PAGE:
The shadow of penal supervision

Landmines or second chances? The enforcement of mass supervision

On 17th November 2017, the New York Times[1] carried an op-ed by Jay-Z entitled ‘Jay-Z: The Criminal Justice System Stalks Black People Like Meek Mill’. Meek Mill is a 30-year old rapper who, at the age of 19, received an 8-month sentence for convictions related to drugs and firearms. Since his release, ‘for his entire adult life’, he has been on probation.

Meek Mill had been arrested in March 2017 after an altercation at an airport but all charges had subsequently been dropped. In August 2017, he was arrested for ‘popping a wheelie’ on a motorbike on the set of a video he was shooting. Those charges, Jay-Z reports, will be dismissed if he stays out of further trouble. But that didn’t stop Meek Mill being sentenced to two-to-four years in prison for probation violation.

Meek Mill’s case led Jay-Z to argue that, more generally:

“[i]nstead of being a second chance, probation ends up being a landmine, with a random misstep bringing consequences greater than the crime. A person on probation can end up in jail over a technical violation like missing a curfew”.

As well as focusing on the story of one famous probationer, Jay-Z paints this bigger picture with numbers:

“As of 2015, one-third of the 4.65 million Americans on some form of parole or probation were black. Black people are sent to prison for parole violations at much higher rates than white people. In Pennsylvania, hundreds of thousands of people are on probation or parole. About half of the people in city jails in Philadelphia [Meek Mill’s hometown] are there for probation or parole violations. We could literally shut down jails if we treated people on probation or parole more fairly. And that’s what we need to fight for in Philadelphia and across the country”.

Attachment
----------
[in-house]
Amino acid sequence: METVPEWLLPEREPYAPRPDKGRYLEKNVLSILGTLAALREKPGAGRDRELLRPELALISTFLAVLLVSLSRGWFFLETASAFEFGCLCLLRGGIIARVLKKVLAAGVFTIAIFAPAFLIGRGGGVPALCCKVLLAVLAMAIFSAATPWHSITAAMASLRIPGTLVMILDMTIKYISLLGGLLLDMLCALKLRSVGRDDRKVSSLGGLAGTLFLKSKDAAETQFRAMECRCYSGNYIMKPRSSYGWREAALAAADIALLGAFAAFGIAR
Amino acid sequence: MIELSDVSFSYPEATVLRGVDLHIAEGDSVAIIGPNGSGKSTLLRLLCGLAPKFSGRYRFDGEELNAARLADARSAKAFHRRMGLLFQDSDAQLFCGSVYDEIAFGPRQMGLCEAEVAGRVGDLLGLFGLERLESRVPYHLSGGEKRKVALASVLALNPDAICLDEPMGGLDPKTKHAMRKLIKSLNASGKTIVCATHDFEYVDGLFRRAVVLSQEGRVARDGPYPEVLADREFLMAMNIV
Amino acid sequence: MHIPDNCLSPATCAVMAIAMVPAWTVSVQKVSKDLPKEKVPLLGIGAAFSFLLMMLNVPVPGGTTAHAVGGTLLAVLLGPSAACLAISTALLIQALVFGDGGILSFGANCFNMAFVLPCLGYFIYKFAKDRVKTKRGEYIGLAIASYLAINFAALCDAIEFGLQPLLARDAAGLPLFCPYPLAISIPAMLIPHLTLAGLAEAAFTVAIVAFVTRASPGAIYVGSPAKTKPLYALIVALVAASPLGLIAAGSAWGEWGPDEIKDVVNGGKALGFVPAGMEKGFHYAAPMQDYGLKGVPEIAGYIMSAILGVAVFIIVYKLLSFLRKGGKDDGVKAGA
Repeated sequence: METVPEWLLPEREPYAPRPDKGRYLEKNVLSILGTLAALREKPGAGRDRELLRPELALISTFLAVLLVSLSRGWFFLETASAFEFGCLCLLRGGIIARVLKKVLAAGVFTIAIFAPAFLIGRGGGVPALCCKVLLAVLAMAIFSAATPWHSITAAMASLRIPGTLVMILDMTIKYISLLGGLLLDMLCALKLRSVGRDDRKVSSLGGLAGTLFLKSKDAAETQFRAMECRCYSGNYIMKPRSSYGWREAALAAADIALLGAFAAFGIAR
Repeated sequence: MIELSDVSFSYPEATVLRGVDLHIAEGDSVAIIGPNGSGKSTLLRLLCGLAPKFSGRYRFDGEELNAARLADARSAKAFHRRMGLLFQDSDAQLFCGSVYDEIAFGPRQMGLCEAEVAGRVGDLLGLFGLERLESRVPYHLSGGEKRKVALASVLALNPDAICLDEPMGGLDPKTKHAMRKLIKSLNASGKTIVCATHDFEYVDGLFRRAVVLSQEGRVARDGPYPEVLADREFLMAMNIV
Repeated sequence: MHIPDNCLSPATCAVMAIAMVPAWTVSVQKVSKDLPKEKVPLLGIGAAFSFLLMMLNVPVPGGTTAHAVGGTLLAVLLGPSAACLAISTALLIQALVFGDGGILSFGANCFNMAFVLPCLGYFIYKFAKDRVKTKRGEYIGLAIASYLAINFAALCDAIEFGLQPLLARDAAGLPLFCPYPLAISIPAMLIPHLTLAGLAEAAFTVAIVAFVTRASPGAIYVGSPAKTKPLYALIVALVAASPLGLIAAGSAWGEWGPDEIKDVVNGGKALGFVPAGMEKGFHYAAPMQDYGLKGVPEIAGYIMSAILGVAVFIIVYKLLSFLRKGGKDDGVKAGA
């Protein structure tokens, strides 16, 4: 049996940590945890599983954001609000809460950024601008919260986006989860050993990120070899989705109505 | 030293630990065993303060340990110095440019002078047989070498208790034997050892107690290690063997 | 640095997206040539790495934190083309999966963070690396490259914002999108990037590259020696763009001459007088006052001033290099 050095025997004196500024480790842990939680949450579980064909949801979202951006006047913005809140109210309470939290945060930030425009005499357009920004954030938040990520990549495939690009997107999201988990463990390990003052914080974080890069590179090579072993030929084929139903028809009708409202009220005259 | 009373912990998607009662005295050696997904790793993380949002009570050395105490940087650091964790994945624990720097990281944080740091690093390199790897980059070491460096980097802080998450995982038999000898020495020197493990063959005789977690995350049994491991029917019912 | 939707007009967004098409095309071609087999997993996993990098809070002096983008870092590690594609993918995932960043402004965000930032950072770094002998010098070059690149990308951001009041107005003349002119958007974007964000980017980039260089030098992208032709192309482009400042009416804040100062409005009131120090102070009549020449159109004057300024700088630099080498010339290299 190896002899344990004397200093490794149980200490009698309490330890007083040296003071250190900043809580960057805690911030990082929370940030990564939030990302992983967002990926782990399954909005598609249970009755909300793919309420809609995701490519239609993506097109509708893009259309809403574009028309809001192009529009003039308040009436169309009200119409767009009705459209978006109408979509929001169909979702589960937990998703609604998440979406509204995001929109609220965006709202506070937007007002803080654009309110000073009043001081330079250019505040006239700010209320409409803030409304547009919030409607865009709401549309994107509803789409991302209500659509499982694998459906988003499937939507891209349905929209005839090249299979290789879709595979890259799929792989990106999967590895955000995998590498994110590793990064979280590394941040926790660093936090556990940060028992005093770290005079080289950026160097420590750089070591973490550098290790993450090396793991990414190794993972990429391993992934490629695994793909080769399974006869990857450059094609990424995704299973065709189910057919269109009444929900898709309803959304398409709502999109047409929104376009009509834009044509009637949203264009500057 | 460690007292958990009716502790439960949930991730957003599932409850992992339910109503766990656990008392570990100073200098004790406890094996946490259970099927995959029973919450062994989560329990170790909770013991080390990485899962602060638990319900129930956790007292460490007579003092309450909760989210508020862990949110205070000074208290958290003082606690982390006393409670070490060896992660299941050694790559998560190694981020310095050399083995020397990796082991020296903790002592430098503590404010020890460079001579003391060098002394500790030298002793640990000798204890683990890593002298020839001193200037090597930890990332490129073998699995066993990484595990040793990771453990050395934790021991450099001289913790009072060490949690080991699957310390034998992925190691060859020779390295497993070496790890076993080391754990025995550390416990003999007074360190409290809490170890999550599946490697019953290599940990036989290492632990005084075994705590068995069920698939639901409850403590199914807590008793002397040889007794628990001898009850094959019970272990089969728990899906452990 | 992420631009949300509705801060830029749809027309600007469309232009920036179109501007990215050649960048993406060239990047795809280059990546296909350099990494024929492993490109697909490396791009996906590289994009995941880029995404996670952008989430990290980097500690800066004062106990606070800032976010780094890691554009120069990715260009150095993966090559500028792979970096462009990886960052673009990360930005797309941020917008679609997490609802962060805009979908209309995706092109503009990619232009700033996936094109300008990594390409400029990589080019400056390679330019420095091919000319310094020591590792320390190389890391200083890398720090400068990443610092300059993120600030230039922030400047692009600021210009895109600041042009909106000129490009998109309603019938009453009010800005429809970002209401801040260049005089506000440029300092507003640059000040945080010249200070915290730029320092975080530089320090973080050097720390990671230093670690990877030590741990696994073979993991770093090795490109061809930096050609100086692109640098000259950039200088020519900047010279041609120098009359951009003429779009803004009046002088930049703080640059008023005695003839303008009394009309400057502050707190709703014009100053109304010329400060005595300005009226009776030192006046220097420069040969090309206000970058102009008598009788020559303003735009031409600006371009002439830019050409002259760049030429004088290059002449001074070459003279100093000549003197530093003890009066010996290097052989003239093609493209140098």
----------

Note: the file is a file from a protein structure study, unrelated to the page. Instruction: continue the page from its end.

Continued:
One month later, on 18th December 2017, the non-profit website Next City ran a more detailed story headlined ‘Parole and Probation Reform is Bigger than Meek Mill’, opening with the line ‘[o]ne in every 52 American adults lives under court supervision, costing taxpayers and making it harder for families to move on post-incarceration’[2].

These stories raise some crucial issues. I’ve already written in previous posts about the scale of supervision and about who is subject to it. The third dimension that these stories surface concerns how supervision is constructed in practice (as a ‘landmine’ or as a ‘second chance’); pointing to the issue of enforcement and thereby to the complexities of probation and parole’s relationships with mass incarceration.

In my recent blog post on ‘Blankface’ and the ‘Malopticon’ (link below), I shared an article which, in a sense, explores the experience of supervision when constructed as a landmine rather than a second chance.

But thinking about the Meek Mill story and the theme of second chances, I was also reminded that in the same song-writing workshop, I co-wrote another song with a friend of mine called John, who is also subject to post-release supervision. John had quite different thoughts and feelings about supervision. I’ve reproduced the lyrics of his song, ‘Helping hand’ here: